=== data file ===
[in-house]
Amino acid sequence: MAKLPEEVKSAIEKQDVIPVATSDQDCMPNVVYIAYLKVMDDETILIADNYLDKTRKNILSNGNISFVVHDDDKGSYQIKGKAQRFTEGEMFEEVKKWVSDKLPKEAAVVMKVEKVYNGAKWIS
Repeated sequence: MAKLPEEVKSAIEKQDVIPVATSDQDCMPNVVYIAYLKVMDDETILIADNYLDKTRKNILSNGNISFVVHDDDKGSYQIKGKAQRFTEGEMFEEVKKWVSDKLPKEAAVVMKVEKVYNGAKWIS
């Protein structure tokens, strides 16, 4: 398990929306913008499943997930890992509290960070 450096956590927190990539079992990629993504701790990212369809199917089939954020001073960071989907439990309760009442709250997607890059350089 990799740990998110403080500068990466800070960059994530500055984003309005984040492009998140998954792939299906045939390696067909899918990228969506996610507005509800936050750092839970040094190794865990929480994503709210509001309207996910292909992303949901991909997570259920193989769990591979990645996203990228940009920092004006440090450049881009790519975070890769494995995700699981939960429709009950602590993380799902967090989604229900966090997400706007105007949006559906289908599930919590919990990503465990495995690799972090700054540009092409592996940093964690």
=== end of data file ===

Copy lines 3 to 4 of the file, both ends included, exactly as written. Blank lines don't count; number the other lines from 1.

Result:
Repeated sequence: MAKLPEEVKSAIEKQDVIPVATSDQDCMPNVVYIAYLKVMDDETILIADNYLDKTRKNILSNGNISFVVHDDDKGSYQIKGKAQRFTEGEMFEEVKKWVSDKLPKEAAVVMKVEKVYNGAKWIS
């Protein structure tokens, strides 16, 4: 398990929306913008499943997930890992509290960070 450096956590927190990539079992990629993504701790990212369809199917089939954020001073960071989907439990309760009442709250997607890059350089 990799740990998110403080500068990466800070960059994530500055984003309005984040492009998140998954792939299906045939390696067909899918990228969506996610507005509800936050750092839970040094190794865990929480994503709210509001309207996910292909992303949901991909997570259920193989769990591979990645996203990228940009920092004006440090450049881009790519975070890769494995995700699981939960429709009950602590993380799902967090989604229900966090997400706007105007949006559906289908599930919590919990990503465990495995690799972090700054540009092409592996940093964690």